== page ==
• Trinidad has a similar programme called their Conditional Cash Transfer Programme (CCTP) uses a swipe card

PATH

  • PATH monthly cash transfers for children paid every other month (1 June 2010)
  • Grade               Boys                    Girls 1 to 6               $825.00              $750.00 7 to 9               $1,075.00           $975.00 10 to13            $1,265.00           $1,150.00
  • Children 0 to 6 years receive $750.00 per month. All other beneficiaries receive $900.00 per month.
  • For secondary school children GOJ may pay the auxillary fees if parents apply to PATH for assistance, but this help is not automatic.

PATH

  • Between December 2002 and August 2008, the value of the PATH grants was standardized for all categories of beneficiaries.
  • In December 2008, the system of differentiated benefits was introduced for children receiving Education Grants, to encourage school attendance and school retention at the secondary level.

PATH

  • Children who do not meet the attendance requirements will be deemed non-compliant and the PATH benefit will be withdrawn.
  • A base benefit of $400.00 per month was introduced in June 2010 to assist non-compliant beneficiaries.
  • The remainder of the benefit is paid upon achievement of the required compliance conditionalities.

PATH

  • Children who go to school receive nutritional support.
  • PATH sends money to school for lunch for PATH beneficiaries but money only covers lunch for 2-3 days per week

PATH

  • Cabinet gave approval in March 2011 for 4,000 children in government-run pre-primary institutions to be added to PATH’s Nutritional Support Project.
  • Twenty eight point eight million dollars was allocated for the programme in the 2011/2012 budget.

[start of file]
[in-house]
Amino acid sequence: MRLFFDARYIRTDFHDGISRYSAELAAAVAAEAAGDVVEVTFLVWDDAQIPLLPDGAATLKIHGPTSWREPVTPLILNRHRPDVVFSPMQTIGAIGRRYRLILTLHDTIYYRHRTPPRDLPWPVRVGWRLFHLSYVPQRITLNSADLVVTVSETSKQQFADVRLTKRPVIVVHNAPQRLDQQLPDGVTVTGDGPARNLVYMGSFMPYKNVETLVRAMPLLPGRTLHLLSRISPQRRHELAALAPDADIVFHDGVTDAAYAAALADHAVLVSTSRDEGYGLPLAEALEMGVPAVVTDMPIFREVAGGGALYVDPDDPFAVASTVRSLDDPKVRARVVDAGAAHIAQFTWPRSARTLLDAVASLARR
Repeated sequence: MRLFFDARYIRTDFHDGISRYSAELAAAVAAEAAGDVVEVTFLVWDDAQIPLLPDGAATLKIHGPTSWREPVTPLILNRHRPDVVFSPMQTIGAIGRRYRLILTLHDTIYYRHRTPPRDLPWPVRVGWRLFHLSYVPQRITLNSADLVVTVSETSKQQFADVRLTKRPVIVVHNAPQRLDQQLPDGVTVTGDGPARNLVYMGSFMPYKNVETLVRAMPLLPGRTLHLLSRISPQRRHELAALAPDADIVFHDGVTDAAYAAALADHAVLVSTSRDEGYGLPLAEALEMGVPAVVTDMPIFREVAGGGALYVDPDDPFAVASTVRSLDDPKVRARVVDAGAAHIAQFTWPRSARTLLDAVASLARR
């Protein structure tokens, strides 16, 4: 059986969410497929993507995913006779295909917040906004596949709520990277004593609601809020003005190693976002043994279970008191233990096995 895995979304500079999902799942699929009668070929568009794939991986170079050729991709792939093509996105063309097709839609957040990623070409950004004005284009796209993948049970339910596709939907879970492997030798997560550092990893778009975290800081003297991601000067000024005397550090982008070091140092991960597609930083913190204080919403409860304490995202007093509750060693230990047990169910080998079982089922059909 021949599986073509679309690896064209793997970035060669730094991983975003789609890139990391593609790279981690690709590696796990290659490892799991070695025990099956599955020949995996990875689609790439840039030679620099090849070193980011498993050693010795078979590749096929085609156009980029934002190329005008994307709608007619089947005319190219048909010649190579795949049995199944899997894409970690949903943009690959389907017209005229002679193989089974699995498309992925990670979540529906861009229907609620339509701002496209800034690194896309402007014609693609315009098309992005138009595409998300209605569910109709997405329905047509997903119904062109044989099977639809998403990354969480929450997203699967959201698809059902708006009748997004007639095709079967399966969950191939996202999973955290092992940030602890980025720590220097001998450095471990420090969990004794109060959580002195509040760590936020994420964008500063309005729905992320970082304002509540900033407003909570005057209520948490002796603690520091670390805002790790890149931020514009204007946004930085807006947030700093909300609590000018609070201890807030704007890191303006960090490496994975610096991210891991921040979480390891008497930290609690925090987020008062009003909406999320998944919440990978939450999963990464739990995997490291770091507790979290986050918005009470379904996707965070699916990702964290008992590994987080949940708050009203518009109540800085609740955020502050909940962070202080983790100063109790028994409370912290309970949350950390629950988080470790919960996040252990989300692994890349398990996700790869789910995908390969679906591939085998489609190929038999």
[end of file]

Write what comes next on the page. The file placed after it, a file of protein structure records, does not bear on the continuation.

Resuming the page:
PATH

  • Post Secondary School Grant
  • In October 2009, PATH introduced a grant of $15,000 to assist PATH students who are transitioning from a secondary to a post-secondary institution.
  • This is a one-time grant which is provided to assist PATH students who have graduated from a secondary school and who are moving on to post secondary training.

PATH

  • JLP vowed to revise PATH to include post-secondary level students during the last election campaign.
  • The PM (Andrew Holness) felt that persons are most vulnerable to making bad decisions between the ages of 16 and 20, but there is no social welfare programme for those in this age group.

Industrial Achievement-Performance Model

  • Historically the IAP model operated in state-controlled economies such as former Socialist countries, but it also operates in capitalist states of Germany, France and Asian Tigers and other countries worldwide.
  • Social policy provisions are tied closely to economy (handmaiden model) and production goals.
  • The 'handmaiden' model, sees welfare as an essential complement to industrial development: social policy helps the economy to grow by serving the workforce, providing services to industry and offering a secure basis for development.

Industrial Achievement-Performance Model

  • Based on Keynesian economics that sees spending on welfare as a useful economic regulator, helping to balance the economy in periods of recession.
  • However, Atkinson (1995) shows that although developed countries generally spend more on welfare than less developed countries, developed countries with higher welfare spending do not generally do better or worse than developed countries which spend less.

Industrial Achievement-Performance Model

  • Merit and performance guide provision of social security payments like public pensions, social insurance. E.g. in Ja include National Insurance Scheme (NIS) NI Gold Health Insurance for pensioners, National Housing Trust.
    • Pension and housing benefits depend on level of contribution
    • On 15 February 2012 Min. of Health Dr. Fenton Ferguson said that free health care will go. “Those who can pay should be required to pay. Those who cannot afford to pay, the State has an inescapable obligation to cover the cost associated with that care… GOJ card does not indicate whether patients have used their cards before in Sav-la-mar…”

Industrial-Achievement Performance model

  • Other forms of income maintenance, e.g. unemployment benefits, invalidity and disability benefits are provided in the model